Lydia Lichen Moth Astura lydia

We inspected the Imperial Hairstreak Jalmenus evagoras butterfly caterpillars on Sickle Leaved Wattle Acacia falcata. I explained that the caterpillars are protected by “Kropotkin” ants – Small Meat Ant Iridomyrmex sp.

We also found a Lydia Lichen Moth Asura lydia with its curious eyelash like antlers.



Sickle Leaved Wattle Acacia falcata


Other excellent signs of habitat building progress was finding seed on Sickle Leaved Wattle Acacia falcataNative Sarsaparilla Hardenbergia violacea and Kangaroo Grass Themeda triandra which will provide food for seed eating birds.


Ochna Blitz


After inspecting the Small Bird Habitat progress we moved onto our Ochna Blitz. Mickey Mouse Plant Ochna serrulata is a deep rooted invasive garden plant with attractive red and green berries that are eaten by birds then spread into our bush habitat. The objective is to start breaking the weed cycle by collecting, bagging and dumping the seeds then poisoning the plant. Eradicating or at least reducing Ochna in the Reserve will take years but systematic clearing of smaller areas will progressively reduce the spread.

We look forward to partnering with Griffith Mates again in 2017.







By: Michael Fox

Kookaburra box - Fox Gully Bushcare Phase 2 - 7 July 2016

Boobook Owl box

The success of the first ten nest-boxes installed at the Fox Gully Bushcare has confirmed our research which showed the lack of suitable breeding hollows in trees.

The nest-boxes were installed in October 2012 and since then Squirrel Gliders Petaurus norfolcensis have been breeding and now two Glider families occupy five boxes. The first tenant in the boxes was a Brushtail Possum Trichosurus vulpecula in the Kookaburra box at the junction of the Geebung Track and the Farm Fire Trail. She has since raised two joeys and if you look into the box from the Geebung Track you will see her curled up asleep.


Kookaburras took over the Bookbook Owl Ninox novaeseelandiae box and have raised two clutches of chicks. Rainbow Lorikeets Trichoglossus haematodus have raised chicks in the Lorikeet/Rosella boxes.


Play spot the nest-box when you walk the Geebung Track with your kids.

What species uses what box? 

Glider box - Geebung Track - 7 July 2016 lowres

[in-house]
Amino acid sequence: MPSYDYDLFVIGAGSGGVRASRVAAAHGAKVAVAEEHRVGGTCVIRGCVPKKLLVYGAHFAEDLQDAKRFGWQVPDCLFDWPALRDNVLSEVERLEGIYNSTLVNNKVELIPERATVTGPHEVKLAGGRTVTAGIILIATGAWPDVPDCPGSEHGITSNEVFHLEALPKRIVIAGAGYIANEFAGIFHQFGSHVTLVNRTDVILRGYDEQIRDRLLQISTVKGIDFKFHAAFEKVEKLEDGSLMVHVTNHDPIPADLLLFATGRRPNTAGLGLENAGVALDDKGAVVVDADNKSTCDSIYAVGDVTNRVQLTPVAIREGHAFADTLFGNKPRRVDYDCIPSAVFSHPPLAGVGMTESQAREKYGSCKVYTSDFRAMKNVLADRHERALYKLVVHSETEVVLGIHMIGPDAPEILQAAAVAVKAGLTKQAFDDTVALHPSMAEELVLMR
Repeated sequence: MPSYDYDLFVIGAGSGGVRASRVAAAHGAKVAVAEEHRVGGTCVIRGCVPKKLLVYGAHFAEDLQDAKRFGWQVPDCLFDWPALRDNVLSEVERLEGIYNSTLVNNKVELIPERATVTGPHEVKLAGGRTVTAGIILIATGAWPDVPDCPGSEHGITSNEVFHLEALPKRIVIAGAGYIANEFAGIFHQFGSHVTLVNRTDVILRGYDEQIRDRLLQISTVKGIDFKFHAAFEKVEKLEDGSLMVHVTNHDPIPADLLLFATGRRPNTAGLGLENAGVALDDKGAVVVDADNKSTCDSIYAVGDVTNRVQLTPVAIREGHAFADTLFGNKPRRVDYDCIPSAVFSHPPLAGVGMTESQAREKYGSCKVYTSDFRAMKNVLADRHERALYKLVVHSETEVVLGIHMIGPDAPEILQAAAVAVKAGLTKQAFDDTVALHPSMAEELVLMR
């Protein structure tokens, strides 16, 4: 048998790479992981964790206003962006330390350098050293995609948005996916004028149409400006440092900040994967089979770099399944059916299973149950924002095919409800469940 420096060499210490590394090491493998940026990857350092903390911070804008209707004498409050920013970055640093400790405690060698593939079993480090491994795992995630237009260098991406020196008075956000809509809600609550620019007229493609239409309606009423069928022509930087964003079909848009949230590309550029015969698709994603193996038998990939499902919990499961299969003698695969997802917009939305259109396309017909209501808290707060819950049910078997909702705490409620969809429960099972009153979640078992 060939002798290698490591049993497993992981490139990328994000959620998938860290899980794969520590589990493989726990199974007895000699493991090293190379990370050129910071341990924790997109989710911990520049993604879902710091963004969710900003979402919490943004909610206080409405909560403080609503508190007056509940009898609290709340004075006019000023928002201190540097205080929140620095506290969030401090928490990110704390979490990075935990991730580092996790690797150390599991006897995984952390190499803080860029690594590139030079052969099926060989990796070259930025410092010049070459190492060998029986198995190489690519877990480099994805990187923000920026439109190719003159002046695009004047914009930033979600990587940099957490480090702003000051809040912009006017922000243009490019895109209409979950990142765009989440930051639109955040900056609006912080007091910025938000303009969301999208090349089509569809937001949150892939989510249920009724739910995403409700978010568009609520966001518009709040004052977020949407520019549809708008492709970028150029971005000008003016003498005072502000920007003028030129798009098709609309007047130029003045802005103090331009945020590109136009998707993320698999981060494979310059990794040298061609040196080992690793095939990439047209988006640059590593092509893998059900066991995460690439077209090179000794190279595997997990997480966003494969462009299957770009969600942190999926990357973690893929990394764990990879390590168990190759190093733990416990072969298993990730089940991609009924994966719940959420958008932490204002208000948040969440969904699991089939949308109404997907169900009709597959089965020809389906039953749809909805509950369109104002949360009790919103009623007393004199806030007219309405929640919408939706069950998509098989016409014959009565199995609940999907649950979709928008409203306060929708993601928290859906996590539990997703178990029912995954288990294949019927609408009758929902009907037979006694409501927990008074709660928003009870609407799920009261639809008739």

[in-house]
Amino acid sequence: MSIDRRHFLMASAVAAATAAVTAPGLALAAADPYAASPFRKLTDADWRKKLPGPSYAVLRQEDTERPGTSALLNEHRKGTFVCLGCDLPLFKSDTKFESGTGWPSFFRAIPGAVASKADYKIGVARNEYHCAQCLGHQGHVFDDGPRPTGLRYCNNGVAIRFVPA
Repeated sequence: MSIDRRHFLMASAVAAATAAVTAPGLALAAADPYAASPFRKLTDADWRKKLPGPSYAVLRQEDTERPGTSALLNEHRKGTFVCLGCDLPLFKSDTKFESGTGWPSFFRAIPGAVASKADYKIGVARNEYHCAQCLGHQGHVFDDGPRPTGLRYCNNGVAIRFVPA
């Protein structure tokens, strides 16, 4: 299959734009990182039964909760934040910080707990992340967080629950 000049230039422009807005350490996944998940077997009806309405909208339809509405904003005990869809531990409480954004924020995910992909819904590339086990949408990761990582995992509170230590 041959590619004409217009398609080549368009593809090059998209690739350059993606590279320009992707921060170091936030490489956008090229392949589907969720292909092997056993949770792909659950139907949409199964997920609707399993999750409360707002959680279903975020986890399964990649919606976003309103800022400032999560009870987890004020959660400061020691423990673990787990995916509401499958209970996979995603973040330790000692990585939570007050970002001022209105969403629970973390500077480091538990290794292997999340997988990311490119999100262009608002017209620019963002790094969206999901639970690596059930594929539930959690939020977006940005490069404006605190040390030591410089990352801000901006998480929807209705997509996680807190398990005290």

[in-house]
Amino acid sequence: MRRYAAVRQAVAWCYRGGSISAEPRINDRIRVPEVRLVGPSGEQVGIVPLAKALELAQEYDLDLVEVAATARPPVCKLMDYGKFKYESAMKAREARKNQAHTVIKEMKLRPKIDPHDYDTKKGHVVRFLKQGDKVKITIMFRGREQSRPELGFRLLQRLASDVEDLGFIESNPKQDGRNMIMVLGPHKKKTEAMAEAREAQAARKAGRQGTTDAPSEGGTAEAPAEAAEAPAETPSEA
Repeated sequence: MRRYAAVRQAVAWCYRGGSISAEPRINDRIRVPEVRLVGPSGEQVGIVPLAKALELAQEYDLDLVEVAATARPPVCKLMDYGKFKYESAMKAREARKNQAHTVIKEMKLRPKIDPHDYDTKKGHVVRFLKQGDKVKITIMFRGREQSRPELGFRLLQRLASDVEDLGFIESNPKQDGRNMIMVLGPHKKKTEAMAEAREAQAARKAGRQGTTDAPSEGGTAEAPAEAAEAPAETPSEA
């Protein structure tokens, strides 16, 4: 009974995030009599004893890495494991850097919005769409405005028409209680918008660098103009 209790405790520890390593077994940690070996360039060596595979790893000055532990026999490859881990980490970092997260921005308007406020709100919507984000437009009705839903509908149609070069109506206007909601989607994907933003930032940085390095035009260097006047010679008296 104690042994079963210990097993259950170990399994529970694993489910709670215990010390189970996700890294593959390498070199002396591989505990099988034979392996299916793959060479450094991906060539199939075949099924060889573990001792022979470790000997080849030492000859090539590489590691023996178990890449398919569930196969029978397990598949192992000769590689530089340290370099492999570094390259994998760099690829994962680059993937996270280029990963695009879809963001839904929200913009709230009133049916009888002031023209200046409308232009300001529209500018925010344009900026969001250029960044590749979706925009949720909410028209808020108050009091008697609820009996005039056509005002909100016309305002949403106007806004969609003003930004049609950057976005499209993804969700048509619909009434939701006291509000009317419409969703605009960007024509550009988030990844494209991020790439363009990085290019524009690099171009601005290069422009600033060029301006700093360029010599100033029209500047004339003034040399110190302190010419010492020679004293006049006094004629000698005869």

Squirrel Glider or Scaly-breasted Lorikeet box


Micro-bats (three species identified in Reserve)

  • White-striped Freetail Bat Tadarida australis 
  • Gould’s Wattled Bat Chalinolobus gouldii
  • Common bent-wing bat Miniopterus schreibersii oceanensis

Squirrel Glider Petaurus norfolcensis











Also keep an eye out for birds creating nest hollows in the trees.

Sulphur-creasted Cockatoo - clearing hollow - 30 June 2016

Just last week I photographed a pair of Sulphur-creasted Cockatoo Cacatua galerita clearing out a hollow where a branch has broken from a Spotted Gum Corymbia citriodora v variegata.












By: Michael Fox

Our Koalas becoming a tourist attraction for Mt Gravatt Conservation Reserve:


Levi “Eagle Eyes” Koala 

“Today my son and I went for a walk through the Mt Gravatt Conservation Reserve and headed on down to Fox Gully to look at your handy work. It’s looking great including all the nest boxes around the area. On the way back I gave my ‘eagle eyes’ son, Levi, a challenge to spot a koala. To my great delight within a minute or two he succeeded! I have attached a photo – not a great one as it was very high up – look for the bump in the second fork up! Thank you for inspiring me to improve my own garden (kookaburra box is up and fingers are crossed!) and for everything that you do for nature.”

Michelle Fatur

See Koala adventures Mt Gravatt Conservation Reserve


By: Michael Fox


“After a community barbecue on Australia Day afternoon, a group of us wandered into the enchanting Toohey Forest to admire the work of Mount Gravatt Environment Group. While we checked out the breeding boxes that had been built for squirrel gliders, my wife captured this photo of our daughters playing and laughing together, enjoying the Australian bush. As much as these two precious souls belong to us, they also belong to a community and a place where they feel free and safe, exploring the beauty of nature. Watching their delight brings us such joy.” Scott